Monday, May 23, 2011

Happstack + JMacro + HSX

Happstack (a Haskell web framework) has long had support for using HSX so that you can use XML syntax in your Haskell page templates. Happstack now has support for using JMacro to add javascript to your templates.

JMacro was written by Gershom Bazerman, and was first released in July of 2009. Our contribution is the creation of two glue libraries:
a thin wrapper which makes it easy to embed JMacro into HSX (independent of Happstack).
another thin wrapper that makes it easy to generate and serve JMacro .js scripts using Happstack

The use of Happstack+HSX+JMacro has been documented in detail in this section of the Happstack Crash Course.

Here is a little example of what Happstack+HSX+JMacro looks like:
> helloJMacro :: JMacroPart Response
> helloJMacro =
>     toResponse <$> defaultTemplate "Hello JMacro" ()
>       <div>
>        <% [$jmacro| 
>            var helloNode = document.createElement('h1');
>            helloNode.appendChild(document.createTextNode("Hello, JMacro!"));
>            document.body.appendChild(helloNode);
>            |] %>
>       </div>

As you can see, the syntax used by JMacro is almost identical to JavaScript. So, you do not have to learn some special DSL to use it. In fact, JMacro can work with most JavaScript you find in the wild. Using JMacro has a number of advantages over just using plain-old javascript:
  • syntax checking ensures that your JavaScript is syntactically valid at compile time. That eliminates many common JavaScript errors and reduces development time.
  • hygienic names and scoping automatically and transparently ensure that blocks of JavaScript code do not accidentally create variables and functions with conflicting names.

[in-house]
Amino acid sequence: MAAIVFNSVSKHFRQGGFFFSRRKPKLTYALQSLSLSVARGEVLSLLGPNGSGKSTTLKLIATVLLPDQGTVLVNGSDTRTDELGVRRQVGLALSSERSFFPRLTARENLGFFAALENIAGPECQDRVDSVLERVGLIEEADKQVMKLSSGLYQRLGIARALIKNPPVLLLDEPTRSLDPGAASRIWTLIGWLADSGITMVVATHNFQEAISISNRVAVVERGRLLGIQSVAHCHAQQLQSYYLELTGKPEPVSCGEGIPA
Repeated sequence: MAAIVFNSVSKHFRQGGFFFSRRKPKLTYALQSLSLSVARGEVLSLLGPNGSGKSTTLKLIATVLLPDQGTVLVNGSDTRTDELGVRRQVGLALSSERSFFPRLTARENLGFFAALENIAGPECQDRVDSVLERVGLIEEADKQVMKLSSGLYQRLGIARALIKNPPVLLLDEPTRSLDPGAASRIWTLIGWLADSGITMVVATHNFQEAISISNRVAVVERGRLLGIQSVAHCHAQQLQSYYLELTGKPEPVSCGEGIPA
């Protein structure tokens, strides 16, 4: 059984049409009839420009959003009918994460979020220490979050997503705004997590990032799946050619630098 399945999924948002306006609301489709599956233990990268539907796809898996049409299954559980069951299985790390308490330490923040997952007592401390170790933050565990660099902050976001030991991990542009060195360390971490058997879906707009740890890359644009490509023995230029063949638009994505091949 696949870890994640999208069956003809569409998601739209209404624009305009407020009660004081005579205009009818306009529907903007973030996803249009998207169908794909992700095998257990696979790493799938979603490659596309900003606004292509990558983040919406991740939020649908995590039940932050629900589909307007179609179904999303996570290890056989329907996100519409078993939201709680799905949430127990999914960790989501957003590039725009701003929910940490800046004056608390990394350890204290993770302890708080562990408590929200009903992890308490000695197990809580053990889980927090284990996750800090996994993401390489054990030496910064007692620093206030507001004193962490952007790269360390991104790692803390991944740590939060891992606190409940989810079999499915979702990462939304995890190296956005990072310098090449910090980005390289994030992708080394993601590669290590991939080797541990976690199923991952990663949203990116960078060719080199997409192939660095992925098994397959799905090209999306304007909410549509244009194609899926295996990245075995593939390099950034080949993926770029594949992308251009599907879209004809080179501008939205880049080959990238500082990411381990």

• Antiquotation, marshalling, and shared scope make it easy to splice Haskell values into the JavaScript code. It also makes it easy to programmatically generate JavaScript code.

The last point means that instead of trying to concat strings to call JavaScript functions with Haskell values like this:
hello str = <button onclick=("alert(" ++ str ++ ");")>click me</button>

You can write:
hello str = <button onclick=[$jmacro| alert(`(str)`); |]>click me</button>

The first version has a major bug -- it does not properly escape the str which can lead to javascript injection attacks. The JMacro version, on the other hand, automatically escapes the string.

You are not limited to just splicing strings and other primitive types into the JavaScript code. By creating an instance of ToJExpr you can easily pass any Haskell value to JavaScript.

While JMacro can easily be used for simple templating, it is actually a very powerful tool for generating JavaScript. It is essentially Template Haskell for JavaScript. It parses the JavaScript into an abstract syntax tree, and supports quasiquotation and antiquotation.

To learn more about using JMacro with Happstack and HSX, start reading here.

And a big thanks for Gershom Bazerman for creating JMacro. It's not part of Happstack or HSX, so you should have no problems using it with other web frameworks or templating libraries.

No comments:

Post a Comment